- Needlepoint Kits
- Needlepoint Canvas
- Finished Needlepoint
- Tramme Needlepoint
- Preworked Needlepoint
- French Aubusson
1. Thick stitch: thick stitches are generally applied to a 10-mesh canvas
(10 huge openings each inch). On the canvas with dual weft threads and double warp threads, each opening is counted as you stitch. This needlework could be further divided into two sub-categories: diagonal at the front, straight at back, and diagonal at both front and back (figure 5-7).
Diagonal at front, straight at back (vertical stitch): This is one of the commonest stitches, which may help to save threads. It could be employed to both large-scale artwork and mass production.
Diagonal at both front and back (horizontal stitch): This kindle of stitch produces a very durable needlework that withstands tear and wear. However, the flip side is that it consumes a large amount of threads, as the lines are also diagonal at the back. So it may be better to use it to depict details like facial details, instead of filling a big area.
2. Diagonal stitch: Stitch from upper right to bottom left, or from bottom left to upper right. The needle at all times goes diagonally.
3. Filling stitch: This easy-to-learn needlework can be used to fill a big area from top to bottom, and from left to right.
4. Vertical stitch: that is a sub-type of thick stitch. It varies from horizontal stitch from back.
5. Horizontal stitch: that is a sub-type of thick stitch. It varies from vertical stitch from back.
6. Thin stitch: A thin stitch is 1/4 as large as a thick stitch, covering one little hole on a 10-mesh canvas. Generally, slim stitches are utilized along with thick ones. To produce a slim stitch, use one thread to cross a little hole on a dual thread canvas of 10 openings per inch. There are, in every, 4 stitches on the 4 holes around an starting. All slim stitches are diagonal at both front and back. This sort of laborious and expensive needlework produces an extremely fine effect, that ought to be utilized judicially. It is quite often utilized when the artist desire to add more details or variation to the work, or when the ornamental design on a daily supply or the facial details on an artwork can't be correctly represented by thick stitches (figure 5-8-1 and figure 5-8-4).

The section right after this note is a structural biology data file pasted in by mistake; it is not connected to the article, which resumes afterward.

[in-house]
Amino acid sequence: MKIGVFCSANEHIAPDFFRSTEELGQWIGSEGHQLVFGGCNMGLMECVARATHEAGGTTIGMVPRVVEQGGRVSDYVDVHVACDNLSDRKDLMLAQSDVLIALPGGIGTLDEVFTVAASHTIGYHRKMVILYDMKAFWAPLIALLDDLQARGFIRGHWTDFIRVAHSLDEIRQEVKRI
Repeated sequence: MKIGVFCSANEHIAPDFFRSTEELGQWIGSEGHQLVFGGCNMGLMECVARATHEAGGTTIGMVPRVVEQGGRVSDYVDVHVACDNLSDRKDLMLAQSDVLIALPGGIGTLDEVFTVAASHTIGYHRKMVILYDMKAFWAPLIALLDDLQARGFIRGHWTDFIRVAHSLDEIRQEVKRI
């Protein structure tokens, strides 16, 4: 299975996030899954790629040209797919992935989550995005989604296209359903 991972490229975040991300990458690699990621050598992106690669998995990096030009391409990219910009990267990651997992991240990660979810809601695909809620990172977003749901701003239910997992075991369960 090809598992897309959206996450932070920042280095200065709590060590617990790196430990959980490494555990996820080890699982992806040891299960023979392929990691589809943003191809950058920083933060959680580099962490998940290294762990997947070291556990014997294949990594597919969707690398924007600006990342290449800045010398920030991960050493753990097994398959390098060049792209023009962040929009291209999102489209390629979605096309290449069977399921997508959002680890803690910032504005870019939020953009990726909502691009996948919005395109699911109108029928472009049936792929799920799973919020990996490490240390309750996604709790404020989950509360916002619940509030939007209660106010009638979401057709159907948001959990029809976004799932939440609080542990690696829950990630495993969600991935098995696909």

7. Thin stitch on a finer mesh (inlay stitch(figure 5-9): When thin stitches alone cannot create a satisfactory effect of some details, a 15-mesh canvas could be attached onto a 10-mesh one to depict in a more meticulous method.
8. Tramme: Tramme is a mixture of long and short stitches on a semi-finished product. It really is used to imply coloration in order that a starter can stitch along the colour threads (figure 5-10). Another application of the needlework is to symbolize calligraphy or inscription using its alternation between long and short, dense and sparse, and vertical and horizontal stitches. It could be split into regular tramme and irregular tramme.
(1) Regular tramme and its usage
Skip a particular counts in each stitch; about 5 counts, 4 counts or 3 counts. This time- conserving and effort-saving needlework may be used to fill up a big area, or stitch logos, calligraphy or stamps.
(2) Irregular tramme and its usage
Skip a different amount of counts in each stitch, be it 3 counts, 6 counts, 4 counts or 2 counts. This needlework is usually flexible, and will be utilized to symbolize the sky or the reflection in water based on the entire framework of the picture.
9. Restart a stitch: Whenever a thread can be run up in stitching, begin another thread seamlessly to go on the needlework left by the prior one.